The Dhaka Chamber of Commerce and Industry celebrated it’s 50th anniversary last month with a three-day international business conference. DCCI organised a light and sound show along with a fashion show depicting the changes in couture and heritage of Dhaka city over 400 years at the historic Lalbagh fort. I attended the event anticipating a grandiose show. The Lalbagh fort looked amazing illuminated by lights everywhere.

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The fashion show was started off by Tootli Rahman depicting the fashion during the Mughal era. The Mughal rule is considered a ‘golden age’ of textile crafts in the Sub-continent. To say that Tootli Rahman’s collection was a disappointment would be an understatement. Her clothes lacked the finesse, luxury and intricate detailing of the Mughal era. She failed to revive the vintage glamor of the Mughals and instead showcased badly tailored clothes that were mismatched.

Next was Kuhu Plamondon’s collection depicting fashion during the British Raj. Kuhu’s collection showcased the influence of British fashion on traditional Bengali clothing. Men wore jackets with dhoti pajama’s and carried top hats with their kurta’s. The use of lace, ruffles and pleats in sarees were evident of the influence of the dresses worn by the British women. Kuhu was able to reflect the colonial heritage of Dhaka fashion in her collection. I came away impressed.

Emdad Hoque’s collection illustrated the influence on fashion during the independence movement of India and the emancipation of Bangladesh from Pakistan. Models walked the ramp dressed in the colours of Bangladesh. Patriotic slogans in bangla were printed onto the clothes. Sarees in black and write paid tribute to the martyrs of the Balngladesh language movement. Emdad Hoque used traditional hand loom fabrics in cotton and khadi. His collection captured the essence of the revolutionary era. His collection of Jamdani sarees were also very nice, although the pairing of turbans with sarees was not very original (Bibi Russell had done that in the past) and seemed a little out of context to me.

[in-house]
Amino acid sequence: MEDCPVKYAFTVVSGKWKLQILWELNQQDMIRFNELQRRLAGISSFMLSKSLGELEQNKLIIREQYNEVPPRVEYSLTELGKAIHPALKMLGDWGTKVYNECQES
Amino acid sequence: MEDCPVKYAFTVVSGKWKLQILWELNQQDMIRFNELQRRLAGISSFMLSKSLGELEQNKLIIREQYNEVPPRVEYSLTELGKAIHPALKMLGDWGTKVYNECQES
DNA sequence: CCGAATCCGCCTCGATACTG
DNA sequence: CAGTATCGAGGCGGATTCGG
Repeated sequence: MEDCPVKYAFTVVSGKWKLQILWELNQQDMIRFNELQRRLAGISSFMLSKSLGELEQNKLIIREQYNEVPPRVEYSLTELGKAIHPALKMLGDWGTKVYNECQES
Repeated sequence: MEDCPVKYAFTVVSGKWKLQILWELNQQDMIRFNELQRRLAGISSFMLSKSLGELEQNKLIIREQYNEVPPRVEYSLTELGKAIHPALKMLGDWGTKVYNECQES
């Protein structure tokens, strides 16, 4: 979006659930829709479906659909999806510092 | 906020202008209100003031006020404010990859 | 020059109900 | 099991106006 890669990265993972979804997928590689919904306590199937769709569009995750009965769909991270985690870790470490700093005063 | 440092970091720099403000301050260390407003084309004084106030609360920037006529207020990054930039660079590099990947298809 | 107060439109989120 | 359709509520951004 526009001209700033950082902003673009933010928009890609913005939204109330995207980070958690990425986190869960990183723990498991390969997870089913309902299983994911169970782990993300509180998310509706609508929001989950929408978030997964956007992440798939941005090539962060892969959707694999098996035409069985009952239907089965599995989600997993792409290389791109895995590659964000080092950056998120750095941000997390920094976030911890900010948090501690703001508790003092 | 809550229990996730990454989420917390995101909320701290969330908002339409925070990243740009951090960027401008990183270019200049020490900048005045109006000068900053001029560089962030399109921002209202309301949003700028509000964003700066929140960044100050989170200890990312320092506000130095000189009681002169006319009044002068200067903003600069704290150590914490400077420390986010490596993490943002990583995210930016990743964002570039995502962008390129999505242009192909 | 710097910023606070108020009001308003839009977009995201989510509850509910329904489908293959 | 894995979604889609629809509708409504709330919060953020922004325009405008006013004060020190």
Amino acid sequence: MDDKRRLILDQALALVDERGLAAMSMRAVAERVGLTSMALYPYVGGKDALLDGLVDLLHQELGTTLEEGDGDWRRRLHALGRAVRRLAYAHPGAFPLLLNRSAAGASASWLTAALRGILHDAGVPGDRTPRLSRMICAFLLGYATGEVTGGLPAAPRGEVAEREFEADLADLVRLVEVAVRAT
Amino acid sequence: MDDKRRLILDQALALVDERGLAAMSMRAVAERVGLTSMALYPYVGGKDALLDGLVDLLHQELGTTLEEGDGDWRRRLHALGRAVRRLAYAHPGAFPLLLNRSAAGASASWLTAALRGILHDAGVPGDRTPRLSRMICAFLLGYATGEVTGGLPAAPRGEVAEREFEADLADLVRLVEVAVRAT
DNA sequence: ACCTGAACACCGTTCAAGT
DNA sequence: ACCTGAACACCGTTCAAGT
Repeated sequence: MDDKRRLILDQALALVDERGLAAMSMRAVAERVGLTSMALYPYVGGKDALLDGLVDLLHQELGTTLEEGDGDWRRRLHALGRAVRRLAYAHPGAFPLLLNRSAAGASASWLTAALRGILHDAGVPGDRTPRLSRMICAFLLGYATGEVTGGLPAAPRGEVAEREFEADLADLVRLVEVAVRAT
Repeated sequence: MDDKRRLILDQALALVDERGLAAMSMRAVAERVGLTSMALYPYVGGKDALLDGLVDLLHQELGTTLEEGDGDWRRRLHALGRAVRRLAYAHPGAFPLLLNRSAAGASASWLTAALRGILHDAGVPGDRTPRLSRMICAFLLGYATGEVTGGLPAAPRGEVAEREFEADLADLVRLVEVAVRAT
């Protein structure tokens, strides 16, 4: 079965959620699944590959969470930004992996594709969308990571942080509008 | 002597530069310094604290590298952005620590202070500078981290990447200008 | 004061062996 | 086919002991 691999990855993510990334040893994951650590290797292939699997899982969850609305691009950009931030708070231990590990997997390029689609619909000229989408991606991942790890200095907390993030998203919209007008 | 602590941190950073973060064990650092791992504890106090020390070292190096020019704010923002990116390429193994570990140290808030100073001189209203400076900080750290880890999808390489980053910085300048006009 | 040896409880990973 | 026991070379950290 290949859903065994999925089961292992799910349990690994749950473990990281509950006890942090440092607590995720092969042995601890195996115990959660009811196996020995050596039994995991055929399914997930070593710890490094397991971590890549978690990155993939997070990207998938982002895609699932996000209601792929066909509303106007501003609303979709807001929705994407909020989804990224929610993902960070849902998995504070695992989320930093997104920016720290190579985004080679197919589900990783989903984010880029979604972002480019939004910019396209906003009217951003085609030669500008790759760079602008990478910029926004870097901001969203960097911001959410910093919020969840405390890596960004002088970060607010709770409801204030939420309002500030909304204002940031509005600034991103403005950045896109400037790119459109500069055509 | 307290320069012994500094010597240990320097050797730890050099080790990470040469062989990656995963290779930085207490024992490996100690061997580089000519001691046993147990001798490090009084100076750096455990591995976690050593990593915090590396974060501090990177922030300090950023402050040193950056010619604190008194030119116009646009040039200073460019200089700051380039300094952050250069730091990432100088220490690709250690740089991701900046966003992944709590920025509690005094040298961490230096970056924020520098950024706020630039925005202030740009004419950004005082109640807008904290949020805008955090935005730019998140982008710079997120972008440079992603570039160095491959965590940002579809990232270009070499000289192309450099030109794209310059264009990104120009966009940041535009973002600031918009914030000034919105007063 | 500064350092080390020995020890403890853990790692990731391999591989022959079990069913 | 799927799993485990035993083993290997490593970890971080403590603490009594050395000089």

The finale showcased Bibi Russells futuristic collection. Her collection contained beautiful Jamdani sarees and traditional hand loom fabrics in western silhouettes. Some of the clothes featured pathwork in various grameen checks. Models walked the ramp wearing fun accessories made from beads and dry flowers. Her eclectic designs were original and in true Bibi style- fabulous!

The photos were taken by a young dynamic photographer, my friend-Salman Saeed.

Asia’s most anticipated bridal couture extravaganza Bridal Asia celebrated its 10th anniversary this year. Some of Asia’s leading designers showcased their bridal collections on the 4th and 5th of October at the Hyatt Regency in New Delhi. Celebrated Bangladeshi designer Maheen Khan showcased her bridal couture, representing sub-continental fashion. Her collections included Jamdani sarees in this season’s citrus colours with intricate zari work and A-line empire-waisted qameezes worn with skinny churidaars. I absolutely loved the bright colour palette and the easy fluid shapes which are very au courant. I applaud Maheen Khan for representing Bangladeshi fashion on a platform that has long been dominated by Indian designers. Its been high time!

Maheen Khan has her own design house in Bangladesh called ‘Mayasir’- that carries her clothing line for men, women and children including her jewelry and accessories collection.  She uses local materials for all her collections. Mayasir is located at House-26, Road-127, Gulshan Avenue Dhaka.